IQ (Book Review)

IQ

by Joe Ide
Mulholland Books (October 2016)
336 p. ISBN 9780316267724

Publisher’s Summary

East Long Beach. The LAPD is barely keeping up with the neighborhood’s high crime rate. Murders go unsolved, lost children unrecovered. But someone from the neighborhood has taken it upon himself to help solve the cases the police can’t or won’t touch.

They call him IQ. He’s a loner and a high school dropout, his unassuming nature disguising a relentless determination and a fierce intelligence. He charges his clients whatever they can afford, which might be a set of tires or a homemade casserole. To get by, he’s forced to take on clients that can pay.

This time, it’s a rap mogul whose life is in danger. As Isaiah investigates, he encounters a vengeful ex-wife, a crew of notorious cutthroats, a monstrous attack dog, and a hit man who even other hit men say is a lunatic. The deeper Isaiah digs, the more far reaching and dangerous the case becomes.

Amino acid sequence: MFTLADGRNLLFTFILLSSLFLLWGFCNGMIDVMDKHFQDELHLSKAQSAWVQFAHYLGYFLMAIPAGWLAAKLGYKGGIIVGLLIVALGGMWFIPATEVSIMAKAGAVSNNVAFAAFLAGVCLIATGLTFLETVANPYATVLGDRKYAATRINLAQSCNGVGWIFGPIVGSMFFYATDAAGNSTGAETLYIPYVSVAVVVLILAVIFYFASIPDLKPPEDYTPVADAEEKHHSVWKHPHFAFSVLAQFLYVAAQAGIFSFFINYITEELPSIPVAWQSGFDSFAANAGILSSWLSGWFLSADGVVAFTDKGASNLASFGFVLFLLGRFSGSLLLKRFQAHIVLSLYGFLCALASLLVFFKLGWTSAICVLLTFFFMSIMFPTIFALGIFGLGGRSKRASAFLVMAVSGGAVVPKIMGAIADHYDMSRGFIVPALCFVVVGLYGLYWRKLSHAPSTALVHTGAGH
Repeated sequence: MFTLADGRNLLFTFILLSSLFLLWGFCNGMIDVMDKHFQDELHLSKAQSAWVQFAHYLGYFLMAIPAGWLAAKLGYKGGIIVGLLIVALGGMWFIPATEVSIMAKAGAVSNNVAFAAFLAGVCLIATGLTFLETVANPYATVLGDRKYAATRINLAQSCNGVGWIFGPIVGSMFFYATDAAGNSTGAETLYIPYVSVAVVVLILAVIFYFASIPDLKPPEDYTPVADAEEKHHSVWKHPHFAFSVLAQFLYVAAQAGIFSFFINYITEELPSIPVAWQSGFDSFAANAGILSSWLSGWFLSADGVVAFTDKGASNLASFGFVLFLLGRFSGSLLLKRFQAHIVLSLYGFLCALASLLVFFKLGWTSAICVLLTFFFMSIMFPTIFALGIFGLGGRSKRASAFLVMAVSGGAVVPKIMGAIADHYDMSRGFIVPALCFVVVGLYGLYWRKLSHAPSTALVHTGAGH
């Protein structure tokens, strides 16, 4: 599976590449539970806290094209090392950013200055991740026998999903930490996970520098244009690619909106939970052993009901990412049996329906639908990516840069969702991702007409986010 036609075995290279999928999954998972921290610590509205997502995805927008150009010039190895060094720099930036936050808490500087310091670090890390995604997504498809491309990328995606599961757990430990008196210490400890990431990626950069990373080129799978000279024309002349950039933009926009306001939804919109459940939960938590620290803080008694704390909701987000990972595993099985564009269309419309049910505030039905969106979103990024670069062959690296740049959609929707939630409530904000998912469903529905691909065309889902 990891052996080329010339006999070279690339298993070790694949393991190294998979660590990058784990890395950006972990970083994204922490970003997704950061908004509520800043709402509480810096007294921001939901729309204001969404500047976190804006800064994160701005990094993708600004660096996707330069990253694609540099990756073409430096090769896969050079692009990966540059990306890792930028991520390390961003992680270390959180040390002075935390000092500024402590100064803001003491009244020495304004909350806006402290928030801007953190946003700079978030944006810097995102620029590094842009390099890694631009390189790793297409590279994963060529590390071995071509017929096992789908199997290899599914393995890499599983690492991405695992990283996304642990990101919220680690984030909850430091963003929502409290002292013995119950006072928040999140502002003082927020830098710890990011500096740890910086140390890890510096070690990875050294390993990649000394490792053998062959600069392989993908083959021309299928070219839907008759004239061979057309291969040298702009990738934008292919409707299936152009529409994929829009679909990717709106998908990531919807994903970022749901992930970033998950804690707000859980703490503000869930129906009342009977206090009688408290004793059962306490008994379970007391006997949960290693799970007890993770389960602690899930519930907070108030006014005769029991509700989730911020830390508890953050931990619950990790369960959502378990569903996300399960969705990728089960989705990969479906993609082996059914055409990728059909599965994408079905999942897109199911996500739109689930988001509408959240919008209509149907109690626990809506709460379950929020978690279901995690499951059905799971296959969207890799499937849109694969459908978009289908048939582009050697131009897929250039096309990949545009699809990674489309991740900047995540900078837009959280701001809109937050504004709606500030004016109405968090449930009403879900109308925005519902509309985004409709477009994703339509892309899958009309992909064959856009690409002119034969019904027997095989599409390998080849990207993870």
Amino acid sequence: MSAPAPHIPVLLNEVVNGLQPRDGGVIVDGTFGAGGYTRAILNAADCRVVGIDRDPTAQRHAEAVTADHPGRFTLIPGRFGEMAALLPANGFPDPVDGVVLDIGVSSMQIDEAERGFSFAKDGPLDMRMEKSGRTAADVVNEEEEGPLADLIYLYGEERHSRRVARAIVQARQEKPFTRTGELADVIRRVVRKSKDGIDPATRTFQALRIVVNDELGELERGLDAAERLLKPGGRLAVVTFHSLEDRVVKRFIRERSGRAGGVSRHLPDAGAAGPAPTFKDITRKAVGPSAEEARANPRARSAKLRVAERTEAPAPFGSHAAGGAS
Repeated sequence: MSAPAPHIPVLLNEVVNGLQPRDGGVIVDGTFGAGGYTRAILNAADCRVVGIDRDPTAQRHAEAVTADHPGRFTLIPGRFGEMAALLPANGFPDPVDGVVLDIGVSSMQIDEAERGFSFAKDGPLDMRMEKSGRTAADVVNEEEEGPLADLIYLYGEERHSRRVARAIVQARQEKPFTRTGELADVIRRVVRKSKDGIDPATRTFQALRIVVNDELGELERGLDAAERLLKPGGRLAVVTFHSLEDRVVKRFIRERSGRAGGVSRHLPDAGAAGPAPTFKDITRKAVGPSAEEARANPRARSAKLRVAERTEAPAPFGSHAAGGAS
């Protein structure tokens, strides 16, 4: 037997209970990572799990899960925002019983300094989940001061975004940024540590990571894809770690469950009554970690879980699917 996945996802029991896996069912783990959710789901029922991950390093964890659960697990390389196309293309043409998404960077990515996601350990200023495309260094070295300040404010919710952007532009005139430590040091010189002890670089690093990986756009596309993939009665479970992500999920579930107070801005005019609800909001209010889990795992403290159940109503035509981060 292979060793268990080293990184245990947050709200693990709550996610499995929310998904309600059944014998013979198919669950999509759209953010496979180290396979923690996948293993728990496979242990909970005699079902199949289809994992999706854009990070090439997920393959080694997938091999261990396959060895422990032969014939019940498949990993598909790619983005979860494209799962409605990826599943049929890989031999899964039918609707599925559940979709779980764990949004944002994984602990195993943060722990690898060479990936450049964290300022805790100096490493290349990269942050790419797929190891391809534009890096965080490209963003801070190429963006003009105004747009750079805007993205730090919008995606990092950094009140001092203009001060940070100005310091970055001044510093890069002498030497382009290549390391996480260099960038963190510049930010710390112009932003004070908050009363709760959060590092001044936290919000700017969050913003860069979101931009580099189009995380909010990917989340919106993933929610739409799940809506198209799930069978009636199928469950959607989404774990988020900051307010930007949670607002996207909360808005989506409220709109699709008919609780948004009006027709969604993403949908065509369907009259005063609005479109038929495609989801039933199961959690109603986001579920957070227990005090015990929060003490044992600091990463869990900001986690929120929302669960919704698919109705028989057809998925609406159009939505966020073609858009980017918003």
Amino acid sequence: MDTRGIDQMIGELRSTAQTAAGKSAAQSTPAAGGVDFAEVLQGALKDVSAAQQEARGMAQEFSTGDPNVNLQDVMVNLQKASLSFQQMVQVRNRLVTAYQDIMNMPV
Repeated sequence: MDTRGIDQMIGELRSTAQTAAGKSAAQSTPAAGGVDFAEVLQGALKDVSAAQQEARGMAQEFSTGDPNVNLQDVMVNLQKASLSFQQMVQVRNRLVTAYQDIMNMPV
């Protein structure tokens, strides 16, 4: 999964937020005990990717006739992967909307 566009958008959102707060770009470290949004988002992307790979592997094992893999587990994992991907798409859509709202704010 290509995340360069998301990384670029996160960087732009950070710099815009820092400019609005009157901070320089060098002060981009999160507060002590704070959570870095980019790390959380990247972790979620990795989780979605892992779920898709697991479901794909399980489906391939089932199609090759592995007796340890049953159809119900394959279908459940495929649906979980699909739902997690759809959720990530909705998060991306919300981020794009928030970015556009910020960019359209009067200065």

General Review

Another step-to-the-left pastiche, this one imagines if Holmes and Watson were young black men in inner city LA.  I was curious how it would work, and I’m pleased to say that I couldn’t put the book down. Joe Ide created a truly interesting set of characters.  There are subtle nods to canon throughout (my favourite: Harry!), but if someone unfamiliar with Holmesiana were to pick this up, they’d be able to follow along easily.